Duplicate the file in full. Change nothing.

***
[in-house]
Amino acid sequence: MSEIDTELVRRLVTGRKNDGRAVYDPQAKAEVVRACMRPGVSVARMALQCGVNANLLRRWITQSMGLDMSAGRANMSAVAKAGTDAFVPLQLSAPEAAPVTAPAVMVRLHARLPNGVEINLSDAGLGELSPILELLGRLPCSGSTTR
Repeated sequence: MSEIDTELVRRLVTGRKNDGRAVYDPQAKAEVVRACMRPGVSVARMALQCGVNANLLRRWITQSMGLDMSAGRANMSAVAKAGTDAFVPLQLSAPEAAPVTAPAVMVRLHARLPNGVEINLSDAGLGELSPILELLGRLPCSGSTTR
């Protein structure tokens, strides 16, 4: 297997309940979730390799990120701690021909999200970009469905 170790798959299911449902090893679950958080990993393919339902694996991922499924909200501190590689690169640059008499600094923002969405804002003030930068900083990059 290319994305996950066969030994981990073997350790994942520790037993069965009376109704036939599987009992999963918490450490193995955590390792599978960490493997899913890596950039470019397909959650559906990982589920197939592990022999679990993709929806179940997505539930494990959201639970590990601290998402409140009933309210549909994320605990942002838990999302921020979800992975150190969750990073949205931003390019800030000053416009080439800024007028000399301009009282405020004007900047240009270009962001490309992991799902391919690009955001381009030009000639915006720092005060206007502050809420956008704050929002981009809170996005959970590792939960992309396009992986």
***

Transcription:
[in-house]
Amino acid sequence: MSEIDTELVRRLVTGRKNDGRAVYDPQAKAEVVRACMRPGVSVARMALQCGVNANLLRRWITQSMGLDMSAGRANMSAVAKAGTDAFVPLQLSAPEAAPVTAPAVMVRLHARLPNGVEINLSDAGLGELSPILELLGRLPCSGSTTR
Repeated sequence: MSEIDTELVRRLVTGRKNDGRAVYDPQAKAEVVRACMRPGVSVARMALQCGVNANLLRRWITQSMGLDMSAGRANMSAVAKAGTDAFVPLQLSAPEAAPVTAPAVMVRLHARLPNGVEINLSDAGLGELSPILELLGRLPCSGSTTR
């Protein structure tokens, strides 16, 4: 297997309940979730390799990120701690021909999200970009469905 170790798959299911449902090893679950958080990993393919339902694996991922499924909200501190590689690169640059008499600094923002969405804002003030930068900083990059 290319994305996950066969030994981990073997350790994942520790037993069965009376109704036939599987009992999963918490450490193995955590390792599978960490493997899913890596950039470019397909959650559906990982589920197939592990022999679990993709929806179940997505539930494990959201639970590990601290998402409140009933309210549909994320605990942002838990999302921020979800992975150190969750990073949205931003390019800030000053416009080439800024007028000399301009009282405020004007900047240009270009962001490309992991799902391919690009955001381009030009000639915006720092005060206007502050809420956008704050929002981009809170996005959970590792939960992309396009992986």